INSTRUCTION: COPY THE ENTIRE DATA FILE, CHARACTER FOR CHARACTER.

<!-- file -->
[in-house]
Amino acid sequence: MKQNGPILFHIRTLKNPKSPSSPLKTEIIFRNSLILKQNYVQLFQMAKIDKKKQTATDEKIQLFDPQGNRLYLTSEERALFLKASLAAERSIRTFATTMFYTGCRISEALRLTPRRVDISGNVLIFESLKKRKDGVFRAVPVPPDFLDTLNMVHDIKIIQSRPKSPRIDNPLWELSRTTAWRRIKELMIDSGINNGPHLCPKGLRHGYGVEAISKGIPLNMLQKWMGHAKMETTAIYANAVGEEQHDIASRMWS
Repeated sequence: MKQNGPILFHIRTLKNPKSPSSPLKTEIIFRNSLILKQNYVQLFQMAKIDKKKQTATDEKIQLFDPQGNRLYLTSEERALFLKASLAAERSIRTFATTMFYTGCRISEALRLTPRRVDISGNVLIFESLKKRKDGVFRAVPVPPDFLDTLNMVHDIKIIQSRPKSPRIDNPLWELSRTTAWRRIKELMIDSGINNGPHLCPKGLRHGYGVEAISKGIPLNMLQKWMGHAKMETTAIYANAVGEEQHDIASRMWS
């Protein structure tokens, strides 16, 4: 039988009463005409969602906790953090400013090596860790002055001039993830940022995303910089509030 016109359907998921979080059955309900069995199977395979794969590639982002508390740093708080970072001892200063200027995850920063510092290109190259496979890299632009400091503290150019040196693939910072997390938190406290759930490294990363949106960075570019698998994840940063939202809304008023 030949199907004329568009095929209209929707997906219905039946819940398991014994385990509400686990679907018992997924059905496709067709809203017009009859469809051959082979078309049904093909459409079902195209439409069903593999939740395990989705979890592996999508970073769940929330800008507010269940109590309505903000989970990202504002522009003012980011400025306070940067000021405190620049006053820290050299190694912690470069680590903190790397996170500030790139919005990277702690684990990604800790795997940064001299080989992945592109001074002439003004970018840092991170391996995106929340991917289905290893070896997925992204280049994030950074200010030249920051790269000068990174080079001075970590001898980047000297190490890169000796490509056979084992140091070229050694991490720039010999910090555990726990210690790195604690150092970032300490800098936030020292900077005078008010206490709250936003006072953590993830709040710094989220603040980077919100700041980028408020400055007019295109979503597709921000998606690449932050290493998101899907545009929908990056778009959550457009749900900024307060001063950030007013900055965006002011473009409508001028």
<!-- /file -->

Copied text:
[in-house]
Amino acid sequence: MKQNGPILFHIRTLKNPKSPSSPLKTEIIFRNSLILKQNYVQLFQMAKIDKKKQTATDEKIQLFDPQGNRLYLTSEERALFLKASLAAERSIRTFATTMFYTGCRISEALRLTPRRVDISGNVLIFESLKKRKDGVFRAVPVPPDFLDTLNMVHDIKIIQSRPKSPRIDNPLWELSRTTAWRRIKELMIDSGINNGPHLCPKGLRHGYGVEAISKGIPLNMLQKWMGHAKMETTAIYANAVGEEQHDIASRMWS
Repeated sequence: MKQNGPILFHIRTLKNPKSPSSPLKTEIIFRNSLILKQNYVQLFQMAKIDKKKQTATDEKIQLFDPQGNRLYLTSEERALFLKASLAAERSIRTFATTMFYTGCRISEALRLTPRRVDISGNVLIFESLKKRKDGVFRAVPVPPDFLDTLNMVHDIKIIQSRPKSPRIDNPLWELSRTTAWRRIKELMIDSGINNGPHLCPKGLRHGYGVEAISKGIPLNMLQKWMGHAKMETTAIYANAVGEEQHDIASRMWS
């Protein structure tokens, strides 16, 4: 039988009463005409969602906790953090400013090596860790002055001039993830940022995303910089509030 016109359907998921979080059955309900069995199977395979794969590639982002508390740093708080970072001892200063200027995850920063510092290109190259496979890299632009400091503290150019040196693939910072997390938190406290759930490294990363949106960075570019698998994840940063939202809304008023 030949199907004329568009095929209209929707997906219905039946819940398991014994385990509400686990679907018992997924059905496709067709809203017009009859469809051959082979078309049904093909459409079902195209439409069903593999939740395990989705979890592996999508970073769940929330800008507010269940109590309505903000989970990202504002522009003012980011400025306070940067000021405190620049006053820290050299190694912690470069680590903190790397996170500030790139919005990277702690684990990604800790795997940064001299080989992945592109001074002439003004970018840092991170391996995106929340991917289905290893070896997925992204280049994030950074200010030249920051790269000068990174080079001075970590001898980047000297190490890169000796490509056979084992140091070229050694991490720039010999910090555990726990210690790195604690150092970032300490800098936030020292900077005078008010206490709250936003006072953590993830709040710094989220603040980077919100700041980028408020400055007019295109979503597709921000998606690449932050290493998101899907545009929908990056778009959550457009749900900024307060001063950030007013900055965006002011473009409508001028």